1866 Lazaridou Map of the Americas

Χαρτησ τησ Αμερικησ / [Map of America]. - Main View

1866 Lazaridou Map of the Americas


One of the only maps to name the proto-Texan freebooter 'Republic of Fredonia'. And it's in Greek.


Χαρτησ τησ Αμερικησ / [Map of America].
  1866 (dated)     25 x 19.25 in (63.5 x 48.895 cm)     1 : 20600000


This is a very rare hand-colored 1866 Greek-language map of the Americas, produced by Herakles Lazaridou. Although entirely in Greek, this map is fascinating as one of the few maps to name the 'Republic of Fredonia' (1826 - 1827), a short-lived freebooter state in Texas.
The Republic of Fredonia
The Republic of Fredonia, often cited as the Fredonian Rebellion (December 21, 1826 - January 23, 1827) was the first attempt by Anglo settlers in Texas to secede from Mexico. The settlers, led by Empresario Haden Edwards (1771 - 1849), declared independence from Mexican Texas and created the Republic of Fredonia near Nacogdoches. The short-lived republic encompassed the land the Mexican government granted to Edwards in 1825 and areas previously settled. Edwards's actions and conflict with established residents, led the Mexican government to revoke Edwards's grant. The Fredonian Republic was short lived and appeared on very few maps.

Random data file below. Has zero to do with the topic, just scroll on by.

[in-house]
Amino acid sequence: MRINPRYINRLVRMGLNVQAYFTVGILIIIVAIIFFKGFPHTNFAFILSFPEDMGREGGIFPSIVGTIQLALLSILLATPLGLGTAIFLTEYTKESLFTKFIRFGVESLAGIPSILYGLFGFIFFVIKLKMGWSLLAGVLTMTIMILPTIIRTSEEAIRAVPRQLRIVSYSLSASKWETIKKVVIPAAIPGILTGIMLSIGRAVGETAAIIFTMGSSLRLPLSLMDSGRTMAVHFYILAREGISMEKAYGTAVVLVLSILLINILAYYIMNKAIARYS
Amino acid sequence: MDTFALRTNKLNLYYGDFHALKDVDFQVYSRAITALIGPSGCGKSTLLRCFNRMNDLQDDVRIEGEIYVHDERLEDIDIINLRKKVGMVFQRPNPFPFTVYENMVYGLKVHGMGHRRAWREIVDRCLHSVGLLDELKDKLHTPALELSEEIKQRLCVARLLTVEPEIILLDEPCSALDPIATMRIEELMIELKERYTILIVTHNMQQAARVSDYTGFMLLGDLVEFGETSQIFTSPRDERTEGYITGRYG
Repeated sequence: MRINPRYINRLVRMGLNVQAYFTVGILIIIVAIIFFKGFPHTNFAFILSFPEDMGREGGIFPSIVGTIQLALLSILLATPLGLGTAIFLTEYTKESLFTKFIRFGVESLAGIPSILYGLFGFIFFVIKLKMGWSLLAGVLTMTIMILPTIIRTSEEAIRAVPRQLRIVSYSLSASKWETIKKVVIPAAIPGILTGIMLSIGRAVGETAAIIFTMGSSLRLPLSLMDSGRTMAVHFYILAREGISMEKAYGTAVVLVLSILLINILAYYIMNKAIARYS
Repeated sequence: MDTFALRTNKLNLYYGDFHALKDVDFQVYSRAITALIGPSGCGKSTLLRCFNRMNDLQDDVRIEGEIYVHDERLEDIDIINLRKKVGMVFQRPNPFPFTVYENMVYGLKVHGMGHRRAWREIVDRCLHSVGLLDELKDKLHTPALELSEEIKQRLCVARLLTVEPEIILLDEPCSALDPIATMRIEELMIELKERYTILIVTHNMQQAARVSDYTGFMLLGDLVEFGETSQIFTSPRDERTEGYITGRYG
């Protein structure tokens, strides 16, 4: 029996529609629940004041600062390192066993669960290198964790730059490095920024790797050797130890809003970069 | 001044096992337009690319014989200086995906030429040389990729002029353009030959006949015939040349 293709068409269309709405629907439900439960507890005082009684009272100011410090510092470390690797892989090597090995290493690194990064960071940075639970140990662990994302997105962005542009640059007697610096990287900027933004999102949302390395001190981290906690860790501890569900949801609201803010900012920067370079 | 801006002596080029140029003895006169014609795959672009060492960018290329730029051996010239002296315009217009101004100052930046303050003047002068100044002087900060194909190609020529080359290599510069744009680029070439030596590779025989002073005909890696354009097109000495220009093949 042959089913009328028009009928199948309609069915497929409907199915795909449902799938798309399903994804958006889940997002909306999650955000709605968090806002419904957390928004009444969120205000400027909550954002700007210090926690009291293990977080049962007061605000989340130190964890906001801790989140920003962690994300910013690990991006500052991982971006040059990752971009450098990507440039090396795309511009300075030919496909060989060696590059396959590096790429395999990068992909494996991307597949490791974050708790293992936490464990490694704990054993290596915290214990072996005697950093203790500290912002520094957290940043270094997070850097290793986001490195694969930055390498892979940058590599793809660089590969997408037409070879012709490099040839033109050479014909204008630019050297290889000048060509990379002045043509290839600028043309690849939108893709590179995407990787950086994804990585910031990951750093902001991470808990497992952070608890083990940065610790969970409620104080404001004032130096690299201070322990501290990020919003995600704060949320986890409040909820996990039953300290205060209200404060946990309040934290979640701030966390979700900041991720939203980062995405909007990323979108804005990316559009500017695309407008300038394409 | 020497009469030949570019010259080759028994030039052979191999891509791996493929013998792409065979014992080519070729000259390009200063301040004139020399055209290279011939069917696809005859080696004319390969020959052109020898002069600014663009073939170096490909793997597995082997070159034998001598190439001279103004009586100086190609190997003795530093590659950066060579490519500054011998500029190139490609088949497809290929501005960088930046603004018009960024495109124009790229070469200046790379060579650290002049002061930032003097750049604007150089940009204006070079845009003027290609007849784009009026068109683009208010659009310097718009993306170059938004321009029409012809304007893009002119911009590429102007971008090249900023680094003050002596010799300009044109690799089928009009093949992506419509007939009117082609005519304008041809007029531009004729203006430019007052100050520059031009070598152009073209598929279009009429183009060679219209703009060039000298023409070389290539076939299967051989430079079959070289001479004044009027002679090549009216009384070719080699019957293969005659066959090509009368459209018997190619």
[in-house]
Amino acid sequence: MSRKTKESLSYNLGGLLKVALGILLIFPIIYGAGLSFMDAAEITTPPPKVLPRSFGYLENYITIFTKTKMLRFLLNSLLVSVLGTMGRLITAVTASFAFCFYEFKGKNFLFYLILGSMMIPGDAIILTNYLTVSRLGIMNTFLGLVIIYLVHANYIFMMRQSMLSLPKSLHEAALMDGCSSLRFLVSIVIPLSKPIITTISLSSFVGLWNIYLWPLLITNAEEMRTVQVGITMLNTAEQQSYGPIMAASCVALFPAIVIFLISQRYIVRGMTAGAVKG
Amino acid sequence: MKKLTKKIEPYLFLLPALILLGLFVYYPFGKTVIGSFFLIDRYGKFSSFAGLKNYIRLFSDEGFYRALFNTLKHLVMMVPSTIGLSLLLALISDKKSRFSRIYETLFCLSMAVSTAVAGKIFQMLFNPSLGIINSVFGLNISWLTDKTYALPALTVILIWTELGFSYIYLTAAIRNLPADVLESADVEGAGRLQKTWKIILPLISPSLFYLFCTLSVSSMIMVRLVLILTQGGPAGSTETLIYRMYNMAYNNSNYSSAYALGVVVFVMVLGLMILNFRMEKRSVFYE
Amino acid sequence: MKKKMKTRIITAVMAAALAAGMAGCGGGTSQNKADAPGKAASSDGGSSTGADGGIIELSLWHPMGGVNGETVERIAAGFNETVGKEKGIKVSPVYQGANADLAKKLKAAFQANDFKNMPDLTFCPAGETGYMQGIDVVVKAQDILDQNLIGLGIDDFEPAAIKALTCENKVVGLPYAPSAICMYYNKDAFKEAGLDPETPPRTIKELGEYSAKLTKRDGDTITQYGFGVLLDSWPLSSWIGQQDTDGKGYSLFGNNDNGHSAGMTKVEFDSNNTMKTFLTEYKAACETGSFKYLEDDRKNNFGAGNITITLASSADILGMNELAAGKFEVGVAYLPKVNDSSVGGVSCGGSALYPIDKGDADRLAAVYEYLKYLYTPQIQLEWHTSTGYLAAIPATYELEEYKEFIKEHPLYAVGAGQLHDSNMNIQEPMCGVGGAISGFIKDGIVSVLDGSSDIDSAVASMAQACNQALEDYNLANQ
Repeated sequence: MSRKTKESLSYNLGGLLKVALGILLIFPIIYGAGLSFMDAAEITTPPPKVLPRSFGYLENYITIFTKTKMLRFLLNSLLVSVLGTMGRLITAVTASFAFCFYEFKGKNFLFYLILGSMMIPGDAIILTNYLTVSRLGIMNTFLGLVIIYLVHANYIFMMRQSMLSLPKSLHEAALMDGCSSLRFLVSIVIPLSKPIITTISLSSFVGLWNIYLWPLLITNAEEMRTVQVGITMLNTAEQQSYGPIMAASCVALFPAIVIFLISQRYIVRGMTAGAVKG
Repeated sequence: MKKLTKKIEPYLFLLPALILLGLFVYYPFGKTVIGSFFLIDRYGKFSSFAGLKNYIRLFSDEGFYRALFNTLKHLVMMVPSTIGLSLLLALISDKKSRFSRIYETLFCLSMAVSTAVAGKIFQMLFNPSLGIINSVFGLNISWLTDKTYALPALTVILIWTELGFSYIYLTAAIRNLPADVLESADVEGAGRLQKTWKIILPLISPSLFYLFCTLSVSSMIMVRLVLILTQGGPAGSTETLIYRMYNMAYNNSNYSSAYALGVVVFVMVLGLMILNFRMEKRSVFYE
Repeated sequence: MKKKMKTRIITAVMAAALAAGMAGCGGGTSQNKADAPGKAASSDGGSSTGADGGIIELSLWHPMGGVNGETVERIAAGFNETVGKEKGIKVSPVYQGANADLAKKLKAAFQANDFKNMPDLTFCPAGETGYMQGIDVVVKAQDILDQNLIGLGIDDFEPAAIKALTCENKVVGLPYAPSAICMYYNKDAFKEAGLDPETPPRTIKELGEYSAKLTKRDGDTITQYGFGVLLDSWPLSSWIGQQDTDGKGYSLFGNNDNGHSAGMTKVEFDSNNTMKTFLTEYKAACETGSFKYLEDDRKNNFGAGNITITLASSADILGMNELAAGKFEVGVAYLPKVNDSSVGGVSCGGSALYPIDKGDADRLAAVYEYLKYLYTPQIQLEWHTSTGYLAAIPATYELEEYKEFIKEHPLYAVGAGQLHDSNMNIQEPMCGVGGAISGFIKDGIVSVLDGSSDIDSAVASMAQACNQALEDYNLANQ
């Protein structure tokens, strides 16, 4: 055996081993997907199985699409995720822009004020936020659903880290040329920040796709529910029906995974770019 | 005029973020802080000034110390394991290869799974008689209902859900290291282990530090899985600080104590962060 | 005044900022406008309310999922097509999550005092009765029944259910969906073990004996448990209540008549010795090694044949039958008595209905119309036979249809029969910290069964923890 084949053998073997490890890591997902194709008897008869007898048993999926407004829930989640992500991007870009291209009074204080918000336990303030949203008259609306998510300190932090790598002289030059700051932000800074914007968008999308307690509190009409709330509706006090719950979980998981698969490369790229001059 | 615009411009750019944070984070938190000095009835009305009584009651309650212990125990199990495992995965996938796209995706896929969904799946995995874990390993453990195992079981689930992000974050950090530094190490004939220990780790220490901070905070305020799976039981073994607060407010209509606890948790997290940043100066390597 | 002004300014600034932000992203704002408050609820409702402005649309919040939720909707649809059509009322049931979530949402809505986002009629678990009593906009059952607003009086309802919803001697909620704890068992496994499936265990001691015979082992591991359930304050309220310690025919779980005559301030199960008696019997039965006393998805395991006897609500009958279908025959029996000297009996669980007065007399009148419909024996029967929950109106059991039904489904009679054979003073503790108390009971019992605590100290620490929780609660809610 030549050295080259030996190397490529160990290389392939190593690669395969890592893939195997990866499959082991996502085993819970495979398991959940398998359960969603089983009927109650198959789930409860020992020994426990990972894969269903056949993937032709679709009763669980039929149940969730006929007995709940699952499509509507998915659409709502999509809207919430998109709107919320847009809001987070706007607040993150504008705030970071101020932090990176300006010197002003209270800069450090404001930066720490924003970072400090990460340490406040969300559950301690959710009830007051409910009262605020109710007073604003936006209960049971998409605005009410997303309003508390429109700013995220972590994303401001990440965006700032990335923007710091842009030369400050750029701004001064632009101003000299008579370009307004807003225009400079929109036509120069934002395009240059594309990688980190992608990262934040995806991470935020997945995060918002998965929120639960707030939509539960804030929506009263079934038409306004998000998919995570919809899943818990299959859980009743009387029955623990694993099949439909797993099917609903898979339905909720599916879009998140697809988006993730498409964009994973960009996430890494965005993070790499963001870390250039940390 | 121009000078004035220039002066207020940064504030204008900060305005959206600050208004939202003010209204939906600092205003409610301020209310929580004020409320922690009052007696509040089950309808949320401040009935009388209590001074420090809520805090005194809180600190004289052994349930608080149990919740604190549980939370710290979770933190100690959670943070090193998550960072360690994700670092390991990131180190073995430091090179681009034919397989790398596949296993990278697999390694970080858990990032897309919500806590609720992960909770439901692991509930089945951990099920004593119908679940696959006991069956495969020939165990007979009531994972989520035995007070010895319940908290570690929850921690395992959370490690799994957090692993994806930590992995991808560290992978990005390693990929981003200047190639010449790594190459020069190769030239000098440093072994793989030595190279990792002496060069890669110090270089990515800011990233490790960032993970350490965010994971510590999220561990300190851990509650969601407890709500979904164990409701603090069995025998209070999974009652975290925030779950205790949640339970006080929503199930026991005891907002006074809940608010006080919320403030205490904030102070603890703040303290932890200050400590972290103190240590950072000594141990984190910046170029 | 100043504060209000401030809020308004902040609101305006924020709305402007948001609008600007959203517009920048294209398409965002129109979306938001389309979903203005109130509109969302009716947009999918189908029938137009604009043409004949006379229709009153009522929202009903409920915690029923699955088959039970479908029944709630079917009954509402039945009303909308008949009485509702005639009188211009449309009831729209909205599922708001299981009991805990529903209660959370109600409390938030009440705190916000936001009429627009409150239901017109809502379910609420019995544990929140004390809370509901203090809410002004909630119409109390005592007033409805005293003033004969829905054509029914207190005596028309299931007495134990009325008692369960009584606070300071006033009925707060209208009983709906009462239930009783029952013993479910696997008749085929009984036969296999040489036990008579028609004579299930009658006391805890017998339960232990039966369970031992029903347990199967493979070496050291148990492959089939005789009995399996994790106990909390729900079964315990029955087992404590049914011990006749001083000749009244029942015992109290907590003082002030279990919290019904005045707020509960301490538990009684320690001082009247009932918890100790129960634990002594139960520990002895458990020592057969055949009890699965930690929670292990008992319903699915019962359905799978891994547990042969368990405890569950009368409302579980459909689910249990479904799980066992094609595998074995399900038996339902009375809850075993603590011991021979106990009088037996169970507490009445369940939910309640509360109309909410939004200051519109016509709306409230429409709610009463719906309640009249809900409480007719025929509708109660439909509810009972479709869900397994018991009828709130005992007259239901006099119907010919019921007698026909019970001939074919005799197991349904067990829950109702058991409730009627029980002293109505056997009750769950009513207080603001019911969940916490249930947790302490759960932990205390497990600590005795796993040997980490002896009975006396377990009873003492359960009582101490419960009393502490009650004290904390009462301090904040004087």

The unusual term 'Fredonia' itself dates to an earlier effort spearheaded by Samuel Latham Mitchill (1764 - 1831) to renamed the United States. The term 'Fredonia' is derived from a latinized variant derived from the entomological underpinnings of the word 'Freedom'. Mitchill arguned that in the aftermath of the American Revolutionary War, the United States needed an all-encompassing national identity. Writing to Noah Webster, Mitchill wrote, 'we cannot be national in feeling and in fact until we have a national name.' The idea never caught on, for which rites Carl Wheat, 'all us Fredish men should be duly thankful.'
Curious Elements
Other items of interest include Oregon, here labelled as both a city (Ορεγόνη) roughly Portland, as well as a territory to the north (in fact, the Washington Territory). Somewhat anachronistically, 'Canada' is used here only for the lands along the St. Lawrence River instead of the entire territory comprising the present-day country (here as 'New Britain'), while the state of California remains 'New California.' It is likely that Lazaridou was working with one or more atlases in a foreign language as a basis, explaining these oddities. On the other hand, some of the errors present in an earlier edition of the map, such as the labeling of the Missouri River as the Mississippi River, have been corrected.
Publication History and Census
This map was produced by Herakles Lazaridou (Ηρακλέους Λαζαρίδου) in 1866. Its provenance is unknown, but it may have appeared in Lazaridou's Geographic Atlas (Γεωγραφικός άτλας). This map is not known to be held by any institution and has only been on the market once in recent years, in an earlier edition (1861).


Herakles Lazaridou (Ηρακλέους Λαζαρίδου; fl. c. 1852 – 1877) was a Greek cartographer and publisher active in the mid-late 19th century. Nothing is known of his biography and very little of his oeuvre, but his most important work looks to have been a Geographic Atlas (Γεωγραφικός άτλας), published in at least two editions in the 1860s. Learn More...


Very good. Slight toning and wear along original fold lines.